A little history: LBJ signed ESEA (the Elementary and Secondary Education Act) into law back in 1965 as a Great Society civil rights act, one that aimed to ensure equal rights in education. The original law offered federal grants for impoverished districts and children and gave money to the states to improve educational quality. It provided a large infusion of federal dollars into what had been a state- and locally-funded arena. The original law gave us Title I through Title VI; later amendments added funds for "handicapped children" and for bilingual education.
And for the first two decades of the ESEA, we saw progress in shrinking the achievement gap, especially between African-American and white students. But as other pieces of the Great Society came undone, so did the ESEA. The Reagan Administration took away some of the regulations in Title I in an attempt to move control back to states and localities. The Clinton administration's 1994 Improving America's Schools Act was a critical reauthorization of ESEA, because it merged the new standards-based reforms with federal funding. Now states had to prove that their schools were improving overall, based on those schools' meeting rigorous state standards. Accountability was now built into the system. States had to develop state assessments, measure progress, and report it publicly.
It wasn't much of a leap to the dreaded No Child Left Behind reauthorization of 2002. It's worth remembering that both George W. Bush and Ted Kennedy promoted this bill, for very different reasons. Again, accountability was key; the NCLB called for annual testing and AYP, annual yearly progress, that measured schools against each other and against the state-designed yardstick. Now schools that did not meet standards were punished by being labeled "failing." At the same time, resources were drying up at the state level, and the federal support was not adequate to help schools meet the goals. Even educators who had strongly supported ESEA now turned against it.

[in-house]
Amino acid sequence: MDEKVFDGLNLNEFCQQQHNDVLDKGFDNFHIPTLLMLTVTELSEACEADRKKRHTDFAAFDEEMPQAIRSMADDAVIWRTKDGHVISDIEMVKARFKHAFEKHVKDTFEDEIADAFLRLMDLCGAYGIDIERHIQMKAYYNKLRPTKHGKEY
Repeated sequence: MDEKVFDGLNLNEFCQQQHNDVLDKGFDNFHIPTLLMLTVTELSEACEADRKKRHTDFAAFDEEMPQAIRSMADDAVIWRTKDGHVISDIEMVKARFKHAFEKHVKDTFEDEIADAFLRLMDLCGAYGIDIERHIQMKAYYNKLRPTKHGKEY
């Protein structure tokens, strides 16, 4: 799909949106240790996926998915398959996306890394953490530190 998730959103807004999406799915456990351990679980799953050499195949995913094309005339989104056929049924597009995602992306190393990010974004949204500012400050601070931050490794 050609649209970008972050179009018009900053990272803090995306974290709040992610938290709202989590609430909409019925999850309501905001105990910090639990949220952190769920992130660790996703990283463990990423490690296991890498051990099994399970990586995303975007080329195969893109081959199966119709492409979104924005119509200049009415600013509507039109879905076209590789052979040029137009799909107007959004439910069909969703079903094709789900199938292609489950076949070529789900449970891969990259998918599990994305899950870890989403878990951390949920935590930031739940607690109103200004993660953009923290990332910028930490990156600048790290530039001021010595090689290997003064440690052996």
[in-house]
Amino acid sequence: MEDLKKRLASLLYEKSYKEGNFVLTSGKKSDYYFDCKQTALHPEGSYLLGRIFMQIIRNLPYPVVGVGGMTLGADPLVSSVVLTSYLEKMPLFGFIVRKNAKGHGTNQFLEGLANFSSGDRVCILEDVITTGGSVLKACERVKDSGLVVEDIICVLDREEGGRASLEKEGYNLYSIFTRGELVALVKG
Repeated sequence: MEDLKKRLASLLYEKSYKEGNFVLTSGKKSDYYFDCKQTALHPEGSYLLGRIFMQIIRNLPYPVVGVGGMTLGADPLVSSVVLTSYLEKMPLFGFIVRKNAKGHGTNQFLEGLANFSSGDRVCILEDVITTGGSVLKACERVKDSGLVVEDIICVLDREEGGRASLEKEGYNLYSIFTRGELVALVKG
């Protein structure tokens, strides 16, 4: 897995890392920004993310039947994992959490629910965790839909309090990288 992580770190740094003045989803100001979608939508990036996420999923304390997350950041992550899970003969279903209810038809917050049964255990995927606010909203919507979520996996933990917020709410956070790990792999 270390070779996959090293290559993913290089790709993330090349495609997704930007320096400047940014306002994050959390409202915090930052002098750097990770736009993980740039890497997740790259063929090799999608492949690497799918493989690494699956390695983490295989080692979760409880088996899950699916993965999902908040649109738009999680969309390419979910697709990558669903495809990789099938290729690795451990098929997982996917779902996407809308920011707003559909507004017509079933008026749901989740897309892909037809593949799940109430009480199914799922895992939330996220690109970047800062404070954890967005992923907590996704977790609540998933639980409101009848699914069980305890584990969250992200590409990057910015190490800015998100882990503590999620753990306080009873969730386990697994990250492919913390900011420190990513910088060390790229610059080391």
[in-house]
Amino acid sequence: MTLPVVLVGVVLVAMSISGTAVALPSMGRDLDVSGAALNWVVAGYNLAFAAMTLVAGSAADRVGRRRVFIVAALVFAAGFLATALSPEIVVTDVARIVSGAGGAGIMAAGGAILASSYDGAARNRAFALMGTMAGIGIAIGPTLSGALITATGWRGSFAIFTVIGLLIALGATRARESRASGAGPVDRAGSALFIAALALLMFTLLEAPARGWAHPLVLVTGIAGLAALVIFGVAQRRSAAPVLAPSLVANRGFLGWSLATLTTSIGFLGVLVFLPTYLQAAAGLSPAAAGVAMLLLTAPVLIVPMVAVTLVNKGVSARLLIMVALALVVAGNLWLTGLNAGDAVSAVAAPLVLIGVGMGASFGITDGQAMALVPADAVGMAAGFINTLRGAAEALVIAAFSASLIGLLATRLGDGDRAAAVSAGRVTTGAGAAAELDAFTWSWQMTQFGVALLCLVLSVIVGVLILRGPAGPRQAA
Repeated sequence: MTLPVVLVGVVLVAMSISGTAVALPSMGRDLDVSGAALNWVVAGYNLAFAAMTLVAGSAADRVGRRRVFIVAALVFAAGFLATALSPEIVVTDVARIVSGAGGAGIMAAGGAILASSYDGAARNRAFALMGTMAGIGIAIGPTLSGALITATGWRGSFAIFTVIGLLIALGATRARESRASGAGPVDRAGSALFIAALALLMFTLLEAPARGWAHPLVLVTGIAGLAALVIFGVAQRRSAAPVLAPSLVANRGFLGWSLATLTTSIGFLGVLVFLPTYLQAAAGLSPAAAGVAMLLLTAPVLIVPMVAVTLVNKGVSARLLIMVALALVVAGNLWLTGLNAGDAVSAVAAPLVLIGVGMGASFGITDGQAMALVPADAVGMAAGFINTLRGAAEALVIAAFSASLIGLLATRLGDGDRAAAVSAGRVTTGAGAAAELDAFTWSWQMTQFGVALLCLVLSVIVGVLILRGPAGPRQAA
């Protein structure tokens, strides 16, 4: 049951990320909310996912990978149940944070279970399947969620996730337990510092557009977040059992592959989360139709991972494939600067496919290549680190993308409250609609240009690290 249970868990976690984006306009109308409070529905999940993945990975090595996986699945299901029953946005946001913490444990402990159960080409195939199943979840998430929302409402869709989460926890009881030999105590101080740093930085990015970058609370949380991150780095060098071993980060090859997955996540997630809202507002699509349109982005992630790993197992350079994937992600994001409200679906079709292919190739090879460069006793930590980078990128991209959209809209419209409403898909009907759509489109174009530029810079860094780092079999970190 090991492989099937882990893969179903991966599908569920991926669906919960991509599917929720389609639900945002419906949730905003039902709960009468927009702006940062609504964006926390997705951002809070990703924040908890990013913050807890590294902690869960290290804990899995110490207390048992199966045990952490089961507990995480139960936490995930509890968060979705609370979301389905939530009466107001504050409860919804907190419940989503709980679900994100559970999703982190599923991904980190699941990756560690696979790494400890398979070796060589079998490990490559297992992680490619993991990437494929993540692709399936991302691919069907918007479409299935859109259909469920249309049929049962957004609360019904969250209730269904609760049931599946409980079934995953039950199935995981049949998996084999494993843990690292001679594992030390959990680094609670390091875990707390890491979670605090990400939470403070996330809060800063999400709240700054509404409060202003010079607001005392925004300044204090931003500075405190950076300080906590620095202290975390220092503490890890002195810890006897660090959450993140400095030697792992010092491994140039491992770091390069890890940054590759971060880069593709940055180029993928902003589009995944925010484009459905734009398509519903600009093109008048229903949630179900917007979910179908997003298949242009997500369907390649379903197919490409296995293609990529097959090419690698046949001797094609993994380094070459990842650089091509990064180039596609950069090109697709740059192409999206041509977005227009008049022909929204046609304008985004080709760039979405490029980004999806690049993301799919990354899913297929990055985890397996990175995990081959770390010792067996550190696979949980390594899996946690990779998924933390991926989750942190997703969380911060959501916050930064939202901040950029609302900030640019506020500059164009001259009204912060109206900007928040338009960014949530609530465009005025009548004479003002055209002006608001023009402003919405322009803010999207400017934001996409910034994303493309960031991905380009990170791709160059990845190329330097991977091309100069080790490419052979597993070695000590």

Many other things occurred in the 1990s and 2000s that slowed the progress that had been made post-ESEA. Head Start came under fire, and much of its funding went away. Desegregation efforts ground to a halt. The nation stopped thinking that giving money to poor people was a good thing, and we saw the final death throes of the War on Poverty. But it's the focus on accountability that probably changed ESEA in the public eye from a civil rights act into a punitive unfunded mandate.
To see the tension in living color, all you have to do is to look at the polar-opposite reactions of the NEA, our largest teacher's union, and the Leadership Conference, our biggest lobbying group for civil rights, to the Senate's new proposal for ESEA reauthorization. The new legislation is titled "Every Child Achieves." It gets rid of AYP. It sets a cap on test time. It funds community schools—schools that act as a central clearinghouse for social services as well as education of children. It allows states to design their own accountability systems that involve more than just testing. The NEA is all for it.
Yet by moving away from federal oversight, the ECAA opens us up again to civil rights violations, and that's where the Leadership Conference gets up in arms. "We do not have confidence that the law would be faithfully implemented or that the interests of our nation’s most vulnerable students would be protected," says the conference. "The hard-learned lesson of the civil rights community over decades has shown that a strong federal role is crucial to protecting the interests of educationally underserved students."
The Leadership Conference remembers, as few do, the original purpose of ESEA. It was not supposed to be about punishing teachers or schools but about providing equal opportunities. For a while, it seemed to work; then new philosophies and priorities took over, and the achievements of the '70s stalled. The new ECAA moves so far away from the goal and so far back into local control and options that I tend to agree with the Conference: It runs the risk of codifying "a system of achievement gaps and opportunity gaps, with no one to answer for them but the affected students, their families, and communities."